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County of Santa Clara Greenlights $75.5M for Six New Affordable Housing Developments

Latest approvals take the County more than 75% of the way to long-term housing goals

Graphic of Measure A progress


SANTA CLARA COUNTY, CALIF.— Efforts to end homelessness in Santa Clara County received a big push forward on Tuesday, when the County’s Board of Supervisors approved $75.5 million for six new affordable housing projects. In all, the developments will add 758 homes for low-income community members. Additionally, $2 million in one-time state grants were approved to double capacity for a motel shelter program for families with children.

"Thanks to the residents of Santa Clara County who approved a $950 million affordable housing bond in 2016, the Board is able to approve another new wave of housing projects. This means more people, more families, and more children are getting off the streets,” said County of Santa Clara Supervisor Cindy Chavez, one of the architects of the Measure A Affordable Housing Bond. “Santa Clara County has a goal to achieve a ‘functional zero’ in five years, meaning the number of housing placements for families in the county is greater than the number of families entering homelessness.”

The latest funding adds significantly to the efforts in ending homelessness. Since voters approved the Measure A Affordable Housing Bond in 2016, the County has funded 41 developments that total more than 4,400 homes throughout Santa Clara County – many of which are now in operation or nearing completion:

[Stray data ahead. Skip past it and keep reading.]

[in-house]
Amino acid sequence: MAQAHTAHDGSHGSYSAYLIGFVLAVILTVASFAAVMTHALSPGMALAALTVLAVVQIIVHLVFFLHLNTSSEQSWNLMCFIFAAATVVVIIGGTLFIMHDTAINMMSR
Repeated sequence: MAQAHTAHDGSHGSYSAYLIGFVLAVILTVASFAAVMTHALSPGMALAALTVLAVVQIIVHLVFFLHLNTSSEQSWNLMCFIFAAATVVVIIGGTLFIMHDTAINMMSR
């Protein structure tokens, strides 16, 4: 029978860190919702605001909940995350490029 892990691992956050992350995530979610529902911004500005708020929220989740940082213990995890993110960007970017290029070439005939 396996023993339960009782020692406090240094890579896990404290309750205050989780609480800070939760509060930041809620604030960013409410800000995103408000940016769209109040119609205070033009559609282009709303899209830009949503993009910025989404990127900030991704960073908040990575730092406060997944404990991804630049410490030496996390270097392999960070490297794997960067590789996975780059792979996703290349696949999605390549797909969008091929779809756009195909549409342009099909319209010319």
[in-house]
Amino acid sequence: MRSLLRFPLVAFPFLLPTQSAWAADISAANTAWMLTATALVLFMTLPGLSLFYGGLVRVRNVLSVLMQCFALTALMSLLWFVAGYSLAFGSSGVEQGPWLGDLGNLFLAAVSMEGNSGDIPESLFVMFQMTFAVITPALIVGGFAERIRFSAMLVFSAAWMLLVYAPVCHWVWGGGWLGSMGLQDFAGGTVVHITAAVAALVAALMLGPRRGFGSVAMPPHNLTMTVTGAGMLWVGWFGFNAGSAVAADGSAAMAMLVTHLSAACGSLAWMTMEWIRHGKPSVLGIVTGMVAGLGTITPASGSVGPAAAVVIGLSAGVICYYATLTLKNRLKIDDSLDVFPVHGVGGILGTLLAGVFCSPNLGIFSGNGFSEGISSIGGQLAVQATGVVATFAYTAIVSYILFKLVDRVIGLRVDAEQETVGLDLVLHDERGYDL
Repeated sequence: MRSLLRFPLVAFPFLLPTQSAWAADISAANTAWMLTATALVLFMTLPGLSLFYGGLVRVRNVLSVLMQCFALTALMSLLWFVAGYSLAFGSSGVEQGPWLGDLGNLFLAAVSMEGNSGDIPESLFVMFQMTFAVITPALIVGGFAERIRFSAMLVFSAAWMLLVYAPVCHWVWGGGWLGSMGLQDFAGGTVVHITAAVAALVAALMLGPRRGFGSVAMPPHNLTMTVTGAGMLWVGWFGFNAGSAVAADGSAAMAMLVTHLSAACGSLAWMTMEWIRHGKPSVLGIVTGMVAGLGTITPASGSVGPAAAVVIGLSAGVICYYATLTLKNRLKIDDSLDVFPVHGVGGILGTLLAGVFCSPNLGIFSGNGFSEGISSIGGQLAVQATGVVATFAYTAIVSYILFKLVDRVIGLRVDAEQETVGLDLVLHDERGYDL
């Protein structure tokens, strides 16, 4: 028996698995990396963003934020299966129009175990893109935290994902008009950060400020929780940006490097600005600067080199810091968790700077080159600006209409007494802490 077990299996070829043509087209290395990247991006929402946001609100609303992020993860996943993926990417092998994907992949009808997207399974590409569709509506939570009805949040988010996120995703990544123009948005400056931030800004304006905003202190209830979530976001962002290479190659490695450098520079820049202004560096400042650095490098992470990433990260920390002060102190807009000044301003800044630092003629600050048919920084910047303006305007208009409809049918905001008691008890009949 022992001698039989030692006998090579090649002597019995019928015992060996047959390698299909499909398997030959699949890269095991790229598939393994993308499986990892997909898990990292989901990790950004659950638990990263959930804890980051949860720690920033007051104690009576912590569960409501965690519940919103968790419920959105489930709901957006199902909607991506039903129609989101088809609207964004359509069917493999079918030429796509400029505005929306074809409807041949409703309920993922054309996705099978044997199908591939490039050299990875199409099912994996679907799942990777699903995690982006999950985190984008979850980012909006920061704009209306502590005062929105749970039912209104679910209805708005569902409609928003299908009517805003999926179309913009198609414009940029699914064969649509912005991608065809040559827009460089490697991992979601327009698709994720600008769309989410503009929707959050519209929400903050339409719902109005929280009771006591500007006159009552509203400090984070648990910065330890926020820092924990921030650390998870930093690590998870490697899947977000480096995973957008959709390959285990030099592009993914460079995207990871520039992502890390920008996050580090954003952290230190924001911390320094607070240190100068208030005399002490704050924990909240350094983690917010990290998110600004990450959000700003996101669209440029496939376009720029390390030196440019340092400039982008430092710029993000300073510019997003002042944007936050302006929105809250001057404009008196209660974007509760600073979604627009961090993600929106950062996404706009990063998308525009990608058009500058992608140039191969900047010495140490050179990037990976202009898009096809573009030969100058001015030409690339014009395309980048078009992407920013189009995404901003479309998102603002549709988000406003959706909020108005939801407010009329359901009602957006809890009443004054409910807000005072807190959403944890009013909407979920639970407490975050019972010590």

• Nine developments (with 830 affordable apartments) have been completed and have collectively served 1,640 formerly homeless and low-income community members.
  • Eleven more projects (with an additional 1,280 affordable apartments) are currently under construction, with seven of them on track to open this year.

Of the roughly 4,400 new homes funded so far, about 3,600 are for extremely and very low-income households. That means the County is more than 75% of the way to its goal of 4,800 new apartments for extremely and very low-income households by 2026, a promise to voters who approved the Measure A Affordable Housing Bond in 2016. Tuesday’s approved projects also include one site in Sunnyvale (Orchard Gardens), which became the eighth city in Santa Clara County to now have a 2016 Measure A funded development.

“Sunnyvale has long been focused on affordable housing to serve the most vulnerable in our community. Orchard Gardens is a shining example of how the right mix of partners, funding and vision can bring these complex projects to fruition,” said Sunnyvale Mayor Larry Klein. “We’re extremely proud that it’s the first Sunnyvale project to receive 2016 Measure A funds, and we look forward to continued collaboration with First Community Housing and all of our partners to create more affordable housing in Sunnyvale.”